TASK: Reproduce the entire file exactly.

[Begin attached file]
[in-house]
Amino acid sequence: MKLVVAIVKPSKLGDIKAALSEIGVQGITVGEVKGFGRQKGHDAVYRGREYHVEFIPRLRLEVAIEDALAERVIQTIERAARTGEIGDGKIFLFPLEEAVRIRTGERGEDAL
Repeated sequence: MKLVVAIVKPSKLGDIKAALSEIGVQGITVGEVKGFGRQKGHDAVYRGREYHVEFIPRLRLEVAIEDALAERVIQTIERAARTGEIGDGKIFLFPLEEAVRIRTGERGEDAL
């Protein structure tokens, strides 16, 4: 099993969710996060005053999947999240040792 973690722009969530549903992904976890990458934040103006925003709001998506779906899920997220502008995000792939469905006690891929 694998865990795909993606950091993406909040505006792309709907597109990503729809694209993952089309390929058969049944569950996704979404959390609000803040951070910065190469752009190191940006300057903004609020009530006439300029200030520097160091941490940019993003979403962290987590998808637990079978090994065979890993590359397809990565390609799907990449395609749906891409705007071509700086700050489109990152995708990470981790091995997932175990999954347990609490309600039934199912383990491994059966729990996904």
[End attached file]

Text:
[in-house]
Amino acid sequence: MKLVVAIVKPSKLGDIKAALSEIGVQGITVGEVKGFGRQKGHDAVYRGREYHVEFIPRLRLEVAIEDALAERVIQTIERAARTGEIGDGKIFLFPLEEAVRIRTGERGEDAL
Repeated sequence: MKLVVAIVKPSKLGDIKAALSEIGVQGITVGEVKGFGRQKGHDAVYRGREYHVEFIPRLRLEVAIEDALAERVIQTIERAARTGEIGDGKIFLFPLEEAVRIRTGERGEDAL
């Protein structure tokens, strides 16, 4: 099993969710996060005053999947999240040792 973690722009969530549903992904976890990458934040103006925003709001998506779906899920997220502008995000792939469905006690891929 694998865990795909993606950091993406909040505006792309709907597109990503729809694209993952089309390929058969049944569950996704979404959390609000803040951070910065190469752009190191940006300057903004609020009530006439300029200030520097160091941490940019993003979403962290987590998808637990079978090994065979890993590359397809990565390609799907990449395609749906891409705007071509700086700050489109990152995708990470981790091995997932175990999954347990609490309600039934199912383990491994059966729990996904």